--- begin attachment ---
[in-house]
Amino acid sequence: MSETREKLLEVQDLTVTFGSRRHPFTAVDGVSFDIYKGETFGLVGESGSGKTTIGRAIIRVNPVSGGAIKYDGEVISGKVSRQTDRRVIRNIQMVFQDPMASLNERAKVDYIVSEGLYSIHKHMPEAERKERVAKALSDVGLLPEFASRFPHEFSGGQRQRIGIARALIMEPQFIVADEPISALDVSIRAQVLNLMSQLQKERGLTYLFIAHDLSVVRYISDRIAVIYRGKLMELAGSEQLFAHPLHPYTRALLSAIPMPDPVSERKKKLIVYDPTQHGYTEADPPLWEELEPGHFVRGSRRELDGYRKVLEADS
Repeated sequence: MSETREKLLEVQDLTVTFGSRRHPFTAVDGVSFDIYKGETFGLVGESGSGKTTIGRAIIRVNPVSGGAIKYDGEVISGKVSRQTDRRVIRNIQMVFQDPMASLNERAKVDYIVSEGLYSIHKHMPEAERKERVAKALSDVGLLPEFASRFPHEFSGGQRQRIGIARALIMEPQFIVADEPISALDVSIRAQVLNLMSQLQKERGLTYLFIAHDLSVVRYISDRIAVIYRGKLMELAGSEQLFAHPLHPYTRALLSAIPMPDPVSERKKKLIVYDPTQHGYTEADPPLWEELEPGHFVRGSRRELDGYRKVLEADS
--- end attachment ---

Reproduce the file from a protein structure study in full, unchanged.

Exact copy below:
[in-house]
Amino acid sequence: MSETREKLLEVQDLTVTFGSRRHPFTAVDGVSFDIYKGETFGLVGESGSGKTTIGRAIIRVNPVSGGAIKYDGEVISGKVSRQTDRRVIRNIQMVFQDPMASLNERAKVDYIVSEGLYSIHKHMPEAERKERVAKALSDVGLLPEFASRFPHEFSGGQRQRIGIARALIMEPQFIVADEPISALDVSIRAQVLNLMSQLQKERGLTYLFIAHDLSVVRYISDRIAVIYRGKLMELAGSEQLFAHPLHPYTRALLSAIPMPDPVSERKKKLIVYDPTQHGYTEADPPLWEELEPGHFVRGSRRELDGYRKVLEADS
Repeated sequence: MSETREKLLEVQDLTVTFGSRRHPFTAVDGVSFDIYKGETFGLVGESGSGKTTIGRAIIRVNPVSGGAIKYDGEVISGKVSRQTDRRVIRNIQMVFQDPMASLNERAKVDYIVSEGLYSIHKHMPEAERKERVAKALSDVGLLPEFASRFPHEFSGGQRQRIGIARALIMEPQFIVADEPISALDVSIRAQVLNLMSQLQKERGLTYLFIAHDLSVVRYISDRIAVIYRGKLMELAGSEQLFAHPLHPYTRALLSAIPMPDPVSERKKKLIVYDPTQHGYTEADPPLWEELEPGHFVRGSRRELDGYRKVLEADS